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Ketel One at a City Pages party; rum at the Seventh Street Entry

City Pages had their Best Of party last night. I remember writing for that issue, years ago.

Mancini's Char House in St. Paul
MinnPost photo by Max Sparber
Mancini’s Char House in St. Paul

City Pages had their Best Of party last night. I remember writing for that issue, years ago. I don’t think they completely trusted my tastes, because while other writers snapped up “best local celebrity” or “best manicure,” I was always saddled with “best bathroom” and “best adult gift shop.” And so be it. I was always a little suspicious of best-of issues anyway. They always struck me as being crassly motivated. Readers snap up best-of issues, but are they really that useful, especially now? Best bike shop? Best florist? I can go online and get recommendations, or see reviews of local businesses. I don’t really need to wait for the one time per year that City Pages’ readers and staff pick winners, and their choices always seem somewhat arbitrary. Heimie’s Haberdashery gets listed as best men’s clothing store, and so it is, if you have a waxed mustache and wish to dress like you’ve joined a barbershop quartet. However, if your tastes are for lizard-skin cowboy boots and Nudie’s of Hollywood-style western shirts, Heimie’s is not your place.

I know a newspaper’s sales staff positively drools over best-of issues. It’s one of the few times in the year the wall between editorial and sales breaks down, and perhaps this isn’t worth remarking on. Newspapers have to make their nut somehow. If it’s by declaring a bunch of local business to be the best at something or other, well, maybe this sort of mutual back-scratching society has its uses. At the very least, we get a party out of it.

The party was at Mancini’s Char House in St. Paul, which is one of the great St. Paul eating institutions, a swank steak house with an accompanying bar that’s just loaded up with leather-bound booths, looking like the sort of place Frank Sinatra, Dean Martin and Sammy Davis Jr. might meet at after hours to plan a heist. Mancini’s was credited with having the best martini in the Twin Cities, and I had one at the party and immediately threw it out. A vodka martini is not a martini, and this is the sort of thing I throw embarrassing fits about. I’m also quite specific about the vermouth used, and will send a martini back if it’s not cold enough. I am so particular about my martini that I should be the one writing about who makes the best one.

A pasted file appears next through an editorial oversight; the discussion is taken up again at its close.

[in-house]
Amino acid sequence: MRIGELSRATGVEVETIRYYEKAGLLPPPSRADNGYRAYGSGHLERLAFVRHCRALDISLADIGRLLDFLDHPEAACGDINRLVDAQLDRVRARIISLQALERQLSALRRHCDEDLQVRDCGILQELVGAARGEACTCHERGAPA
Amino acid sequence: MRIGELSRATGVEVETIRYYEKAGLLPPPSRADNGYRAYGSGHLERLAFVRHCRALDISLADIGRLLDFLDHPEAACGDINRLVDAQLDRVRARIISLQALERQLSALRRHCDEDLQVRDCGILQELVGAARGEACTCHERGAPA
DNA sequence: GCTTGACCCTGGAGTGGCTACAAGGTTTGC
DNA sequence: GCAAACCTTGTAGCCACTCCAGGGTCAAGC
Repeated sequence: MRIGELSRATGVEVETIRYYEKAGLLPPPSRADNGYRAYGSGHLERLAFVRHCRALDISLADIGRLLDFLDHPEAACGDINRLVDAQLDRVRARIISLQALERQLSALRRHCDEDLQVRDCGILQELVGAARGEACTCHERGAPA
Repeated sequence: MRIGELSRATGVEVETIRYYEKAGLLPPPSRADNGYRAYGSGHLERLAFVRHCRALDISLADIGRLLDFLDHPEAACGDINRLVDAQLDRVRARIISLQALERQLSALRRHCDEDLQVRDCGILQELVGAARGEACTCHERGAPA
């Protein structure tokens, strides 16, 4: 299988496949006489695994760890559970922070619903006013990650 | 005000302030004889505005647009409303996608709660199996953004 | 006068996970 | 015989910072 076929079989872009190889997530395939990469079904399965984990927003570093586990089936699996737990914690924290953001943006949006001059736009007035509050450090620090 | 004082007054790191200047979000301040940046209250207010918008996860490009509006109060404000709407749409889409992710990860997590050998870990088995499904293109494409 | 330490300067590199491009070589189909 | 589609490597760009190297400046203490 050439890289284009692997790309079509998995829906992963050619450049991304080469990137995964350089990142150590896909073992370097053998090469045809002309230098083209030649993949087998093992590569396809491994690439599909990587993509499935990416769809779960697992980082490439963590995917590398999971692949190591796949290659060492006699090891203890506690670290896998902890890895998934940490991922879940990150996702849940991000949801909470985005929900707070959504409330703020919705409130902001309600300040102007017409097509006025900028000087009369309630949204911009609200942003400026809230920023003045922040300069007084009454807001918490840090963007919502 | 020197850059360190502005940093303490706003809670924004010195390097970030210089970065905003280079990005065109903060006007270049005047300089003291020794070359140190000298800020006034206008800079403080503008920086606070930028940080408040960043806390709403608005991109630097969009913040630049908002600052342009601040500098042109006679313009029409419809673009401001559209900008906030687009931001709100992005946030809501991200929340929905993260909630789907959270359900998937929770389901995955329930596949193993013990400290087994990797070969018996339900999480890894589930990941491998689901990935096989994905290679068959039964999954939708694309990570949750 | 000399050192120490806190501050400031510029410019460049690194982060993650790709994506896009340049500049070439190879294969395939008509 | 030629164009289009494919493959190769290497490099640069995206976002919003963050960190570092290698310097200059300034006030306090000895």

(I’ve had very good ones at the Bradstreet and at Cosmos, which are convenient just upstairs and downstairs from each other, which makes it easy to stagger from one to the other and back again; I especially recommend Plymouth or Boodles gin, although I’ll sometimes have Old Raj if I’m feeling spicy, and I like Noilly Pratt vermouth when I can get it.) However, I suspect it is my extreme finickiness that guarantees I will never be asked to write about the best martini. Most people drink vodka martinis, and don’t want somebody like me coming up behind them and shrieking that what they’re imbibing is actually a drink called a Kangaroo, and its only defining characteristic is that it mostly tastes like olive and rubbing alcohol.

Phantom Tails at Seventh Street Entry
MinnPost photo by Max Sparber
Phantom Tails at Seventh Street Entry

Ketel One was offering samples of other drinks, though, and it had one that combined its Citroen-flavored vodka with lemonade that I rather liked, and so I drank about 40 of them. I was there with my girlfriend, Coco, who writes for City Pages’ Dressing Room blog, and when the drinks took effect she grabbed a plate of cookies and walked around Mancini’s bar like a cigarette girl, offering baked goods to anyone seated at a booth. We then settled in to chat with a woman we’ve seen for a few years tootling around town on a motor scooter, which had always struck us as seeming very chichi, so we had been wanting to meet her for years. At it turns out, she manages bands, and so she immediately whisked us off to Seventh Street Entry to see Phantom Tails, whom City Pages selected as their best new band.